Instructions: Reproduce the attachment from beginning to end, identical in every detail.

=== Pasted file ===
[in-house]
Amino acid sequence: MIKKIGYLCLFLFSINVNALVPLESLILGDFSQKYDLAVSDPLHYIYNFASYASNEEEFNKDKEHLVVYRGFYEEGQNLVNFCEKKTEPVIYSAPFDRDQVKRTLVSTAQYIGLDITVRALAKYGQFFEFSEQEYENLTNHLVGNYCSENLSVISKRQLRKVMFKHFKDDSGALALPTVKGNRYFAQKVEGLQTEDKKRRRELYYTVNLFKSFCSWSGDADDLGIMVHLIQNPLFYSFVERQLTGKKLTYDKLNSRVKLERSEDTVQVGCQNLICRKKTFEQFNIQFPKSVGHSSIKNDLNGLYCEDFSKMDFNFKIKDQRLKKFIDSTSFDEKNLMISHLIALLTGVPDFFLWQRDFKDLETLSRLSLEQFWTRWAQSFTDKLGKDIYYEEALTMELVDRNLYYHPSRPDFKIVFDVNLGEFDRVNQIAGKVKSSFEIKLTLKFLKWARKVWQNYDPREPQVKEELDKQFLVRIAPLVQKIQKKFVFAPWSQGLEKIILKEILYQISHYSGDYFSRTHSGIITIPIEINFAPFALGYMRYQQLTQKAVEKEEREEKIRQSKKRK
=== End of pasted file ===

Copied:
[in-house]
Amino acid sequence: MIKKIGYLCLFLFSINVNALVPLESLILGDFSQKYDLAVSDPLHYIYNFASYASNEEEFNKDKEHLVVYRGFYEEGQNLVNFCEKKTEPVIYSAPFDRDQVKRTLVSTAQYIGLDITVRALAKYGQFFEFSEQEYENLTNHLVGNYCSENLSVISKRQLRKVMFKHFKDDSGALALPTVKGNRYFAQKVEGLQTEDKKRRRELYYTVNLFKSFCSWSGDADDLGIMVHLIQNPLFYSFVERQLTGKKLTYDKLNSRVKLERSEDTVQVGCQNLICRKKTFEQFNIQFPKSVGHSSIKNDLNGLYCEDFSKMDFNFKIKDQRLKKFIDSTSFDEKNLMISHLIALLTGVPDFFLWQRDFKDLETLSRLSLEQFWTRWAQSFTDKLGKDIYYEEALTMELVDRNLYYHPSRPDFKIVFDVNLGEFDRVNQIAGKVKSSFEIKLTLKFLKWARKVWQNYDPREPQVKEELDKQFLVRIAPLVQKIQKKFVFAPWSQGLEKIILKEILYQISHYSGDYFSRTHSGIITIPIEINFAPFALGYMRYQQLTQKAVEKEEREEKIRQSKKRK